FDA-Approved Implant Helping Patients Battle Opioid Addiction

Posted on: March 2nd, 2017 by sobrietyresources

February 27, 2017 11:08 PM By Heather Abraham


PITTSBURGH (KDKA) – In 2015, there were more than 3,500 overdose deaths in Pennsylvania. The state also reports that at least 10 people die every day from overdoses.

There’s no question that the opioid epidemic impacts a lot of families and for those who want help, it’s not always easy.

“It was a roller coaster,” a recovering addict, who did not want to be identified, told KDKA.

Because he wants to remain anonymous, we’ll call him John.

John said over the course of eight years, he’s been trying to get clean.

“I’ve been in inpatient treatment facilities at least 20 times,” John said.

While there is no miracle cure, we’re starting to see more treatment options available to help addicts.

Recently, the FDA approved an implant that delivers a slow, but steady dose of buprenorphine over six months. It’s called a Probuphine implant.

“It stretches out those possible weak times and gets them past them,” Dr. Frank Kunkel, of Accessible Recovery Services, Inc., said.

The implant consists of four rods and is placed under the skin of the upper arm. The procedure takes less than a half-hour. A month ago, Dr. Kunkel implanted the first Probuphine rods on a patient here in Pittsburgh.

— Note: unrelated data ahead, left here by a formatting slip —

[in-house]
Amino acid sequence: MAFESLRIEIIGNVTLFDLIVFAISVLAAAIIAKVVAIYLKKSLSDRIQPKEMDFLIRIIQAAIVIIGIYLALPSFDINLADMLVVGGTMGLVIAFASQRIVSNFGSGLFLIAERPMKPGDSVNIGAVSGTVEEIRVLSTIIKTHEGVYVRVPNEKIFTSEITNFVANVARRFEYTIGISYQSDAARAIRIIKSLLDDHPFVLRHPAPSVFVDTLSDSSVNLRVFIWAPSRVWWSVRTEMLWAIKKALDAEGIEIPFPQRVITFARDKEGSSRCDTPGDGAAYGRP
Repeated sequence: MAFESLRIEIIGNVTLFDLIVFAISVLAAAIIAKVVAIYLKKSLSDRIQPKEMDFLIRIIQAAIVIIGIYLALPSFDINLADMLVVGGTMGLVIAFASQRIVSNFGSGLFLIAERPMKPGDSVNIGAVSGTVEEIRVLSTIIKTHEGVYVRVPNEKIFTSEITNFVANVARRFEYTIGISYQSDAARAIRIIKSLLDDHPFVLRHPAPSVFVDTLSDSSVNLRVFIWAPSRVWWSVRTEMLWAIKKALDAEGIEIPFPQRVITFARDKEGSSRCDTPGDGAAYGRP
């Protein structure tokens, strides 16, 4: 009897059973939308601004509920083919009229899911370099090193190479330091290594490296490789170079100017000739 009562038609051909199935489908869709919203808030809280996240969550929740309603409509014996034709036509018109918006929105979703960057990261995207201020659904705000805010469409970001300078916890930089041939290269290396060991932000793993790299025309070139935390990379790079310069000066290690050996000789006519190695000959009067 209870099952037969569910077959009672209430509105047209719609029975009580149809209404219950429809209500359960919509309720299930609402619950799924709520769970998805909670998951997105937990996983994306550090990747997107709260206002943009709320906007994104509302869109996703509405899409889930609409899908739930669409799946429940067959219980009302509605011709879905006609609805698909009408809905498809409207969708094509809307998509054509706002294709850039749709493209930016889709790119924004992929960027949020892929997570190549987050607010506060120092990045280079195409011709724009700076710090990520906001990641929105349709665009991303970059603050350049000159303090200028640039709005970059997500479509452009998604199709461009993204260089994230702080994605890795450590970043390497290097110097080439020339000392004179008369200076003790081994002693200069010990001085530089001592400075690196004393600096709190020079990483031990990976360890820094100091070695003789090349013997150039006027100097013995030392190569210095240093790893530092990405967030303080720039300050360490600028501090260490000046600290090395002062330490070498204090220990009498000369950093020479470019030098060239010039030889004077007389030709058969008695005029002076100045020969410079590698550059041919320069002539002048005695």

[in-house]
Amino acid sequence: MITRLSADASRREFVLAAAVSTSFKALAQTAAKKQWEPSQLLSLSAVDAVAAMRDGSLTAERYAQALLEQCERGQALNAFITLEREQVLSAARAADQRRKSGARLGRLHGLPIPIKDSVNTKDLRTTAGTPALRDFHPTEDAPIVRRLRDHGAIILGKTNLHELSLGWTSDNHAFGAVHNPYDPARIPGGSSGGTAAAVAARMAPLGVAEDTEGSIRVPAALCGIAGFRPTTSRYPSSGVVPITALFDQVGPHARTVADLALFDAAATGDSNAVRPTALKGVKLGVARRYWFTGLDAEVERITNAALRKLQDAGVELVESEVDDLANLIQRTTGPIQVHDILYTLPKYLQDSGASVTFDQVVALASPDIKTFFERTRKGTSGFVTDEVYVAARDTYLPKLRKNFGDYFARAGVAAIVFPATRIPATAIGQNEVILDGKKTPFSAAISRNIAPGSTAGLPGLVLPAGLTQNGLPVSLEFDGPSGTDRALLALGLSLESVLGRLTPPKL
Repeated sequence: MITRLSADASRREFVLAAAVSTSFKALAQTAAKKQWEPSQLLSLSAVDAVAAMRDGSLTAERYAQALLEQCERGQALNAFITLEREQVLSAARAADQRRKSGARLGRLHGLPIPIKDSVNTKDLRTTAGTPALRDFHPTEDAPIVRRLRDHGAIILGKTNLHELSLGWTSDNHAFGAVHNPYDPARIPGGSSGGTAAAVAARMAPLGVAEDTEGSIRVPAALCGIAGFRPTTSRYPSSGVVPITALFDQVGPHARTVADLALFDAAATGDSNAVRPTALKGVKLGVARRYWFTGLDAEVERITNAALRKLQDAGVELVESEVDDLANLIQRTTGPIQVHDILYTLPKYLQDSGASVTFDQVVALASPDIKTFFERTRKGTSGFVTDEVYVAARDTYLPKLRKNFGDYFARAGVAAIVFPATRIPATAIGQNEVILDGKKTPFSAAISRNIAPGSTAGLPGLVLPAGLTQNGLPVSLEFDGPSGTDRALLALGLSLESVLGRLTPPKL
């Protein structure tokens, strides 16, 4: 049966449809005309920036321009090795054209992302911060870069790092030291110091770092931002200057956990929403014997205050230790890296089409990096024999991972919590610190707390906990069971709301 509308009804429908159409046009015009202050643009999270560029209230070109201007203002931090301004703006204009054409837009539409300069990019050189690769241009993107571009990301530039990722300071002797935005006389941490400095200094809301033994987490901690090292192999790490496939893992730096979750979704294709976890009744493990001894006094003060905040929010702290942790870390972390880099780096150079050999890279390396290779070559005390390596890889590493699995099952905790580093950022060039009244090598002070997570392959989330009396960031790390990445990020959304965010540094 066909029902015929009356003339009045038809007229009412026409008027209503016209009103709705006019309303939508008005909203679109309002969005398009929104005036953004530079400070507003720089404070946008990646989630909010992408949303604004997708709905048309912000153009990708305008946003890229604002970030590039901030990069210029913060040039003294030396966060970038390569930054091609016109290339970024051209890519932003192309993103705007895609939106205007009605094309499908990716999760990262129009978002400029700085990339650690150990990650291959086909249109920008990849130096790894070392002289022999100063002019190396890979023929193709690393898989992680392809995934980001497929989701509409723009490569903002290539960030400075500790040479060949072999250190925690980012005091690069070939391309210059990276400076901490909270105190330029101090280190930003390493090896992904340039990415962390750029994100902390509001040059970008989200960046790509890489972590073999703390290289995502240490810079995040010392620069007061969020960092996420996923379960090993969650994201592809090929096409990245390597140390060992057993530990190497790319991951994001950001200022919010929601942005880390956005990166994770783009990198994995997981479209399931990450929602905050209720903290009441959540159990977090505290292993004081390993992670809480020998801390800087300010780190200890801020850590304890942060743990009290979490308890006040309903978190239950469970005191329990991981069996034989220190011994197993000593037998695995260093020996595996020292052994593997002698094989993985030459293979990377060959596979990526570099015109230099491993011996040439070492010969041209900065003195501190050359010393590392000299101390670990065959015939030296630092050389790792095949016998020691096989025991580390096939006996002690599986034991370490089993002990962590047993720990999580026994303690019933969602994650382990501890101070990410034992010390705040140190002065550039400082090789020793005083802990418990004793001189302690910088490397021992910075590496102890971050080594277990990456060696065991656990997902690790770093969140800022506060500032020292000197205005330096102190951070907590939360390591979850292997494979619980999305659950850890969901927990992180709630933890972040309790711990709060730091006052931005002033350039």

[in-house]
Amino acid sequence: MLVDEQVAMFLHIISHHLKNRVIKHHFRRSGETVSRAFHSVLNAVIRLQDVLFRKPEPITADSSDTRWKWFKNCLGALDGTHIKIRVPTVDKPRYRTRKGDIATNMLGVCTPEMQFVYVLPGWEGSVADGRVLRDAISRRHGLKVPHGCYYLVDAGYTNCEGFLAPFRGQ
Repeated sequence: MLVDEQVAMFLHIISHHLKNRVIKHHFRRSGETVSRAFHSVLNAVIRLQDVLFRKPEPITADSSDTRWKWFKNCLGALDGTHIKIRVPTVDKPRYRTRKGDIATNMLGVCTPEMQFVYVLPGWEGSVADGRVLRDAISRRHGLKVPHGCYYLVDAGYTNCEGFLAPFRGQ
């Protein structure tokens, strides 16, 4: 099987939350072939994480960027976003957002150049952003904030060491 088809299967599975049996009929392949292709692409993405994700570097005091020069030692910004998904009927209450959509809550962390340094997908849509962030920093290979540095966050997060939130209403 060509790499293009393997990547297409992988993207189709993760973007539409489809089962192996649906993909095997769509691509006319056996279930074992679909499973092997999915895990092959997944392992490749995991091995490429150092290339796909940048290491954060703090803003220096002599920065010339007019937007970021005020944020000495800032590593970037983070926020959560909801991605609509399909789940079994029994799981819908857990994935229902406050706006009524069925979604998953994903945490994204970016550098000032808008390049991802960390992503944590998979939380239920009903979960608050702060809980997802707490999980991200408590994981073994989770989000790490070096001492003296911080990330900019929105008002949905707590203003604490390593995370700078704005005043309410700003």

That patient was John.

“Just stabilizes me. I know that I’m not going to have any huge cravings or physical withdrawals,” John said.

Dr. Kunkel said they’re seeing success with other patients as well.

“Relapse rates while patients are on the Probuphine rods are low compared to other similar medications,” Dr. Kunkel said.

For John, he was previously taking Suboxone daily. Traveling to receive the medication every day became cumbersome, and if he was feeling like he may use, he would simply not go that day for treatment.

“I don’t think it was remembering to take it, it was not wanting to take it,” he said.

By having the implant, John says he eliminates the cravings and desire to use.

“If they don’t take their medicines on Wednesday or Thursday, they might use other opiates on Friday,” said Dr. Kunkel. “It eliminates a lot of diversion. Problems we’re having with this medication, Suboxone and buprenorphine on the street.”

Dr. Kunkel said the implant is not for everyone. Under their program, the patient must be on 8 mg or less of Suboxone or other buprenorphine product for at least six weeks. He also says the patient must be committed to therapy as well.

Dr. Kunkel said while they just recently started offering the implant, they get over 100 patient treatment requests a day.






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